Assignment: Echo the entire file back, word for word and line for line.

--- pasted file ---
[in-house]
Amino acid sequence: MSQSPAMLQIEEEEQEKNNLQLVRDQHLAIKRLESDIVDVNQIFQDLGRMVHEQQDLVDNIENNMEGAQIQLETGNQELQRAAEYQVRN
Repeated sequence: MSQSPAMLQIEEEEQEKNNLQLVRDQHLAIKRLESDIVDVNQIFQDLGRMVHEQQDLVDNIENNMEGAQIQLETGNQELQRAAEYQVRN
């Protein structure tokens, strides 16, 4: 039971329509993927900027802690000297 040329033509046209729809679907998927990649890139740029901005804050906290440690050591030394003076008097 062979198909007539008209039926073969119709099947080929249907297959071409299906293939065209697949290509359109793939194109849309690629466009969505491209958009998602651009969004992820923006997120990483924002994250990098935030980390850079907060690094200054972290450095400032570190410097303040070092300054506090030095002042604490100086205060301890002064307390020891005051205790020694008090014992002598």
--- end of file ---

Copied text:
[in-house]
Amino acid sequence: MSQSPAMLQIEEEEQEKNNLQLVRDQHLAIKRLESDIVDVNQIFQDLGRMVHEQQDLVDNIENNMEGAQIQLETGNQELQRAAEYQVRN
Repeated sequence: MSQSPAMLQIEEEEQEKNNLQLVRDQHLAIKRLESDIVDVNQIFQDLGRMVHEQQDLVDNIENNMEGAQIQLETGNQELQRAAEYQVRN
């Protein structure tokens, strides 16, 4: 039971329509993927900027802690000297 040329033509046209729809679907998927990649890139740029901005804050906290440690050591030394003076008097 062979198909007539008209039926073969119709099947080929249907297959071409299906293939065209697949290509359109793939194109849309690629466009969505491209958009998602651009969004992820923006997120990483924002994250990098935030980390850079907060690094200054972290450095400032570190410097303040070092300054506090030095002042604490100086205060301890002064307390020891005051205790020694008090014992002598």